Why Quitting Your Job In Public Is Never A Good Idea

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By Aaron Taube

Television news reporter Charlo Greene quit her job at a CBS affiliate in Anchorage, Alaska during a live broadcast Sunday evening, telling viewers she was leaving to concentrate on her medicinal marijuana group and the push to legalize cannabis for recreational use in Alaska.

The video, in which Greene declares, "F--- it, I quit," before walking off and leaving the show's anchor flustered, went viral Monday morning.



But while Greene got plenty of publicity for her group, the Alaska Cannabis Club, and a website she made to raise funds for marijuana activism, quitting in the fashion she did could hurt her career prospects moving forward.

We spoke with two careers experts who told us that by dropping the f-bomb on television and publicly embarrassing her employer, Greene presented herself to be untrustworthy and unprofessional to anyone who might want to hire her in the future.

"It gives her 15 seconds of fame that people are going to talk about, but when that flame goes out, it really hurts her reputation," says Barbara Pachter, a business communications expert and the author of "The Essentials of Business Etiquette."

Pachter says that even if Greene has no intention of returning to television, her actions were so brazen that even employers in other industries could be scared off by the behavior that actively embarrassed the TV station she worked for.

"Would you trust that she would ever be able to be professional in her job when things go difficult for her or she's having a bad day?" Pachter asks. "I wouldn't take that risk in my business."

Career coach Michael Kerr acknowledges that Greene's stunt has generated a great deal of publicity - her fundraising site has raised $3,159 of its $5,000 goal in less than one day - but says he worries that her message about the injustice of anti-marijuana laws will be lost in the chatter about her remarkable final broadcast.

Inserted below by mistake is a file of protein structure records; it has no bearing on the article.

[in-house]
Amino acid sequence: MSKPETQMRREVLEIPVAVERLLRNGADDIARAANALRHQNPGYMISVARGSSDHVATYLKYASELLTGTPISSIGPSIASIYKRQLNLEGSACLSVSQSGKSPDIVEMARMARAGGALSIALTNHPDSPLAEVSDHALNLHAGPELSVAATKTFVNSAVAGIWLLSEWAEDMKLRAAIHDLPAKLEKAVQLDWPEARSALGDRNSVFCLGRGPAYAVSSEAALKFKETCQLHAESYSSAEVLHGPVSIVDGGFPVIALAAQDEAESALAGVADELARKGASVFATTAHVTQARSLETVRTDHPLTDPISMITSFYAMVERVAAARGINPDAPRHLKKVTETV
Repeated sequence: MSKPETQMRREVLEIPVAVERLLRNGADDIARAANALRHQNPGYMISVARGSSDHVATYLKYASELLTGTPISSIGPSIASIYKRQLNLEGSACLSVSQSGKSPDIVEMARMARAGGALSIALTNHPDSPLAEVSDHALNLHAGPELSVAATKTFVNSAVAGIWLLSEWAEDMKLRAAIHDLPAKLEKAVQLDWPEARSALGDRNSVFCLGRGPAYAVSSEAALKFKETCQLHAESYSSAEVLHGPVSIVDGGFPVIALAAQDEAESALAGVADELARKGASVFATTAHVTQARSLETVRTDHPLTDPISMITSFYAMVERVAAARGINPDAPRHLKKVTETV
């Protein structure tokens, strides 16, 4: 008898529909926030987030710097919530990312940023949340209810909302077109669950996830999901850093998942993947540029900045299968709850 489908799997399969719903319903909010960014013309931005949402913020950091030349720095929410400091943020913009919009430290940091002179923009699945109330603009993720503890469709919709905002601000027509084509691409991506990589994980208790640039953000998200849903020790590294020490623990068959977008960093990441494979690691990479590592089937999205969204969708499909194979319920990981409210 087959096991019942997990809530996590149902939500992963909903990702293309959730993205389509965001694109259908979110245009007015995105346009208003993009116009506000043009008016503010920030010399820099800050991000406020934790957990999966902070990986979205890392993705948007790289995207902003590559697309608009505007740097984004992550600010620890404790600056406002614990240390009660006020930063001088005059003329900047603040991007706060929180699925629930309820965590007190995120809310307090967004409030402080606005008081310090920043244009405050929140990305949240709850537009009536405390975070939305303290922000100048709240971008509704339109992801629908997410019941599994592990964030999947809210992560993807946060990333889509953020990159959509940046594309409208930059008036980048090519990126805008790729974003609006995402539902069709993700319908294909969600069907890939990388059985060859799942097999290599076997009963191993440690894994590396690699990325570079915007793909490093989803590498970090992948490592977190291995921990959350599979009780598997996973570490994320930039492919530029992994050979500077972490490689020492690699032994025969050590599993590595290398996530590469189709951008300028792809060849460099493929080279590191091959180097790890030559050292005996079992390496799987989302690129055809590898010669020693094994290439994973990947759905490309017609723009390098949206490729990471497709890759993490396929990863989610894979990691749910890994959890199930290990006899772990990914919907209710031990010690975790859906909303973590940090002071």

"You're mixing the two issues," says Kerr, the author of "You Can't Be Serious! Putting Humor To Work." "Will the conversation be about what she wants it to be, which is her issue, or will it be centered around the outrageously unprofessional way she resigned?"

Though he doesn't fault Greene for leaving to pursue something she is passionate about, Kerr thinks she would have been better served by expressing her feelings to her employer in private.

And if she did feel the need to use her platform as a reporter to tell the public about her cause, Kerr thinks she just as well could have calmly explained her reasons for leaving without swearing or putting her coworkers in an awkward position.

That tactic might not have generated as much publicity, but Kerr says it would have allowed the people who initially saw the broadcast to think more about her underlying message.

And even if you're not on live television, Kerr says it's best not to shove your new job in your old company's face. While it's totally natural to be upset with a crummy job or a nasty boss, it's best to schedule an exit interview where you can explain your frustrations in a positive, respectful way.

"If you're moving on to another job, it's going to help you if you leave with your head held high and your dignity," Kerr says. "Remember that the best revenge, if that's what you're after, is to be happy with your life and to leave that past experience behind you."
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